These five one-acts gently and comically remind us that one never knows which one is the last dance before the abyss. Let us pass quickly by the first piece, which features three ostriches that appear to be in danger of little more than being bitch-slapped by a cheetah (albeit to the witty choreography of Nancy Lee), and begin with David J. Lee's offering, "In Life & in Death," which presents Shiva (a consummately officious Rick Lee) as the petty bureaucrat who handles the shuttling of souls on and off the wheel of life. Lee, and particularly his extra arms (courtesy of Samantha Quan), are ridiculous in the best way. The waiting-room reacquaintance of two soul mates, the loutish Zach (Randall Park) and the Nirvana-eligible Amy (an incredibly charming Quan) sets up a later piece, "Imminent Collision," written by Michael Golamco, in which the same two souls, in later avatars, face down the apocalypse together. Park is allowed to finally show the charisma behind the cad and is quite winning as his attempt at one last hookup turns into a bit of character study.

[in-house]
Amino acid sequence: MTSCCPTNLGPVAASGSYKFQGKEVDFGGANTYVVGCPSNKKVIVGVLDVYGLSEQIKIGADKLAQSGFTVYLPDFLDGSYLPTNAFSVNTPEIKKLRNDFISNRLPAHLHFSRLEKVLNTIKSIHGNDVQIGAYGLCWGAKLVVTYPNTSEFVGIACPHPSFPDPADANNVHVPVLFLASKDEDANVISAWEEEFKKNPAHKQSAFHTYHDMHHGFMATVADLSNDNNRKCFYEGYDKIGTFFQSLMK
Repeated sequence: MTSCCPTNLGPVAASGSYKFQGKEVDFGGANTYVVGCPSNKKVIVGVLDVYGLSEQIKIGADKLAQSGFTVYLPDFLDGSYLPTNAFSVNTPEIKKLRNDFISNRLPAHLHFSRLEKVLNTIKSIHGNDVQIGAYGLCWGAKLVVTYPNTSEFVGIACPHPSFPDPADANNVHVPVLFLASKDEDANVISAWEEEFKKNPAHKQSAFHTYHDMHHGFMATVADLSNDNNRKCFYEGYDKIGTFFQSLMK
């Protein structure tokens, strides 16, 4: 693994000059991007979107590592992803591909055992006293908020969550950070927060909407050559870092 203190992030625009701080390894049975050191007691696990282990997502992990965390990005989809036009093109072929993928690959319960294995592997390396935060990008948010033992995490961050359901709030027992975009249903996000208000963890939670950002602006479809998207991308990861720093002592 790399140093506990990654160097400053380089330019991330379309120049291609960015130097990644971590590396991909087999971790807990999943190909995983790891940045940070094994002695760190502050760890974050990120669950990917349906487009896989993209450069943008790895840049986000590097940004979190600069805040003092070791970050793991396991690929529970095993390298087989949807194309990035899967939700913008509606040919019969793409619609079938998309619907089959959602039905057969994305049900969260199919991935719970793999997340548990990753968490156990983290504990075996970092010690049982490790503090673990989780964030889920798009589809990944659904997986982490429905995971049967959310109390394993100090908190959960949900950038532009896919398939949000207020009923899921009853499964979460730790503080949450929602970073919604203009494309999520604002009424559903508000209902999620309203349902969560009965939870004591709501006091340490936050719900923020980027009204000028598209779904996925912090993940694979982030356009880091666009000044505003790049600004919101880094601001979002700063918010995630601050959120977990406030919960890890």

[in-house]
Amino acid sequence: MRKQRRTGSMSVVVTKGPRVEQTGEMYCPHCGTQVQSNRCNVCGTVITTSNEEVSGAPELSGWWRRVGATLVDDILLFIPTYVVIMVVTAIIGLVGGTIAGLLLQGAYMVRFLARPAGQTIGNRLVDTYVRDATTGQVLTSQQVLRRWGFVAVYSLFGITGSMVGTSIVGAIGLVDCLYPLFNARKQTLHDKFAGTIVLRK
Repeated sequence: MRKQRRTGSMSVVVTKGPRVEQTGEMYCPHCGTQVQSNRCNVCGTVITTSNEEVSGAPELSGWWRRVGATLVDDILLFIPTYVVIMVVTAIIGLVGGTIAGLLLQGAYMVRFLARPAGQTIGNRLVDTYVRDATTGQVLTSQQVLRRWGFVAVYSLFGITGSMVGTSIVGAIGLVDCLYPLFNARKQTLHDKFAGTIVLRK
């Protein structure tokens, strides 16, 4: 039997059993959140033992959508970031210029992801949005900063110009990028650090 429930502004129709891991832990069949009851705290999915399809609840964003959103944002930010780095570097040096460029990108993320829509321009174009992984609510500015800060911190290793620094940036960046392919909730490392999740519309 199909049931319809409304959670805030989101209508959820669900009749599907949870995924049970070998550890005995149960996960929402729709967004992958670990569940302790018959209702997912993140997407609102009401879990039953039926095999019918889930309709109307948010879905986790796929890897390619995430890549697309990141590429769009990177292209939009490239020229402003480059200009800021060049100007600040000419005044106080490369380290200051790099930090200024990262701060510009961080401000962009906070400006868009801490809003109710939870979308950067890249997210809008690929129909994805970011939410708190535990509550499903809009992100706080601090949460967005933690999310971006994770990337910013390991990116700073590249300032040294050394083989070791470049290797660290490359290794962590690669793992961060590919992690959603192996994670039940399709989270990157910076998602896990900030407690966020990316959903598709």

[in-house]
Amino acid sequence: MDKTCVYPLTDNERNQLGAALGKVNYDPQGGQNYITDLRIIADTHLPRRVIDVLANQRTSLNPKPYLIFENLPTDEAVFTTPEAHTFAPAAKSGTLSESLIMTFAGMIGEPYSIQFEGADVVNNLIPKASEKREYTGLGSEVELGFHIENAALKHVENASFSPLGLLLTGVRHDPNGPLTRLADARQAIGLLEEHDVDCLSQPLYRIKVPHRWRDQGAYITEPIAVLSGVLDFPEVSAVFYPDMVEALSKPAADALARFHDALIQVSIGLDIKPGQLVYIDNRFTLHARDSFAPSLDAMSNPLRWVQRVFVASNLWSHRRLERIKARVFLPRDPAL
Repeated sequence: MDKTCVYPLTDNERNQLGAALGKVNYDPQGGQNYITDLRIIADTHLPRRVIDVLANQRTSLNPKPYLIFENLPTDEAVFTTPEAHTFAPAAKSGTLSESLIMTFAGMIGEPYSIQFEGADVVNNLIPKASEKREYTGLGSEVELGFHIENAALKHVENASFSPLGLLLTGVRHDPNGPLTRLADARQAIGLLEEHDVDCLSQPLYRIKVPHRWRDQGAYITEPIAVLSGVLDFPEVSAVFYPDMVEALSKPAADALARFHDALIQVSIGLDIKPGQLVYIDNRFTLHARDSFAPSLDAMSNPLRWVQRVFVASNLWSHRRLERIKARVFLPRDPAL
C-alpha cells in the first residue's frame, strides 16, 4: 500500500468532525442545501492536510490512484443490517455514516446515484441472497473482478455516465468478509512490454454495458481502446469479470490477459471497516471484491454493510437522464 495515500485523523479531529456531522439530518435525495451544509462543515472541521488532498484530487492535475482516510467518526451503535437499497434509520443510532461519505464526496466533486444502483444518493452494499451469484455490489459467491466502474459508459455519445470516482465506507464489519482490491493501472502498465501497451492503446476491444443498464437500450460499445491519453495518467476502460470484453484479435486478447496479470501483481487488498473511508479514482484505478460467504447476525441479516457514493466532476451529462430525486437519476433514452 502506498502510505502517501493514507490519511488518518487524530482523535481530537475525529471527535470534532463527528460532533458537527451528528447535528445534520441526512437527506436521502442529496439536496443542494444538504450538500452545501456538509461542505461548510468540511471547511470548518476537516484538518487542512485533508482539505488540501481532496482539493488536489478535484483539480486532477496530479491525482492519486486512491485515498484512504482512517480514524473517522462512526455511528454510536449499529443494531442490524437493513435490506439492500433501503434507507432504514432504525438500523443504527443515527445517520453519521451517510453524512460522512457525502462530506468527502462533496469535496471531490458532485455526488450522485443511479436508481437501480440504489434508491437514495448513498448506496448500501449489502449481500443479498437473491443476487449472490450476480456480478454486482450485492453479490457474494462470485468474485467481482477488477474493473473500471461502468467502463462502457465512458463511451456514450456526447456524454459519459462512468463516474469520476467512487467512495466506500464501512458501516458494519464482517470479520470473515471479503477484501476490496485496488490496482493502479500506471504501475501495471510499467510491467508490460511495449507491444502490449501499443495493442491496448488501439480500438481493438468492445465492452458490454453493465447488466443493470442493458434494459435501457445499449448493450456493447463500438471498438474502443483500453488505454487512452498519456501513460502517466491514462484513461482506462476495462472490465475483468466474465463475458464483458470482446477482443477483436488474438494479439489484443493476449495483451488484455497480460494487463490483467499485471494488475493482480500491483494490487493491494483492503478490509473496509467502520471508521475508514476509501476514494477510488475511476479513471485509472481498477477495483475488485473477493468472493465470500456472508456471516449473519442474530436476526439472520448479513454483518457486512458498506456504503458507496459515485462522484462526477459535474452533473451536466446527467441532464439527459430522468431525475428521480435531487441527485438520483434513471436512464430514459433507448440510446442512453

Nancy Lee, in "Night of the Living Dead," plays an overprotective Korean-American mother who micromanages her son's Halloween haul, even though the lad, adroitly embodied by David J. Lee, keeps reminding her he's 24. At first it appears as if the mother is going to be played merely for laughs as she skillfully mangles every syllable into an unexpected punch line, but Lee ends up rendering a rather full and touching character for the short format. Her costume is a low-key triumph for designers Vivian Bang and Amy Domjan. The evening ends on Park's sweet and somewhat epic kung-fu farce, "Wang Chung," in which Eddie Shin's brilliantly executed effeminate-but-not-gay character is ripe for transplanting to the next tour of M. Butterfly, and Tim Chiou, as the decidedly simple Golo, is alone able to cut through the clutter and understand Wang Chung, the martial art of love. Chiou does this in so disarming a fashion that the audience member is rather surprised, after so much silliness, to be left both chuckling and a touch misty.
"Everybody Dies," presented by Propergander at The Actor's Playpen, 1514 N. Gardner St., West Hollywood. Thu.-Sat. 8 p.m. May 26-July 2. $12-15. (310) 713-9322.